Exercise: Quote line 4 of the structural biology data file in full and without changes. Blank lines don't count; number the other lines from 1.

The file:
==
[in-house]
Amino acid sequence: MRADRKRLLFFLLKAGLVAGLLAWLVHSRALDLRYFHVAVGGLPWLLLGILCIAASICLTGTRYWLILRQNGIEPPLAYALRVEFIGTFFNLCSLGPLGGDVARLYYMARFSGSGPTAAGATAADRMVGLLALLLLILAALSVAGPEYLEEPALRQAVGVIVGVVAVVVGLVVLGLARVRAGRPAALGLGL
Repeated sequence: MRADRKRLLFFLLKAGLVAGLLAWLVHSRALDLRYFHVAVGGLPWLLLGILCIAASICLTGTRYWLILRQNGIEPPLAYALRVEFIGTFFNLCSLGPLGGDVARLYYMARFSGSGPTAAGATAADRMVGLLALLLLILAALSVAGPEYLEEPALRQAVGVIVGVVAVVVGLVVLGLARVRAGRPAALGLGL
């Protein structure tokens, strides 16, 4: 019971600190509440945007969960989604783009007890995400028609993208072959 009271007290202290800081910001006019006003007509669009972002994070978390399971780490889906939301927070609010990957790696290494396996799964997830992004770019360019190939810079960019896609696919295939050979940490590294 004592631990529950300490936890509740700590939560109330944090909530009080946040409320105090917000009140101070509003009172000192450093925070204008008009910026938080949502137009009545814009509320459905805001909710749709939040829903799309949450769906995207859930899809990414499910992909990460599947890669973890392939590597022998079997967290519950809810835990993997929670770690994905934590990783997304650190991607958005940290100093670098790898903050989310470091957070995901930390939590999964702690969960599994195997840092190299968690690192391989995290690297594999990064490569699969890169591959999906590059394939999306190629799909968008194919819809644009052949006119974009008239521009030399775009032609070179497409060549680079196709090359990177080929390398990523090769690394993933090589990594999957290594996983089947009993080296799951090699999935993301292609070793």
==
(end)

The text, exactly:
């Protein structure tokens, strides 16, 4: 019971600190509440945007969960989604783009007890995400028609993208072959 009271007290202290800081910001006019006003007509669009972002994070978390399971780490889906939301927070609010990957790696290494396996799964997830992004770019360019190939810079960019896609696919295939050979940490590294 004592631990529950300490936890509740700590939560109330944090909530009080946040409320105090917000009140101070509003009172000192450093925070204008008009910026938080949502137009009545814009509320459905805001909710749709939040829903799309949450769906995207859930899809990414499910992909990460599947890669973890392939590597022998079997967290519950809810835990993997929670770690994905934590990783997304650190991607958005940290100093670098790898903050989310470091957070995901930390939590999964702690969960599994195997840092190299968690690192391989995290690297594999990064490569699969890169591959999906590059394939999306190629799909968008194919819809644009052949006119974009008239521009030399775009032609070179497409060549680079196709090359990177080929390398990523090769690394993933090589990594999957290594996983089947009993080296799951090699999935993301292609070793």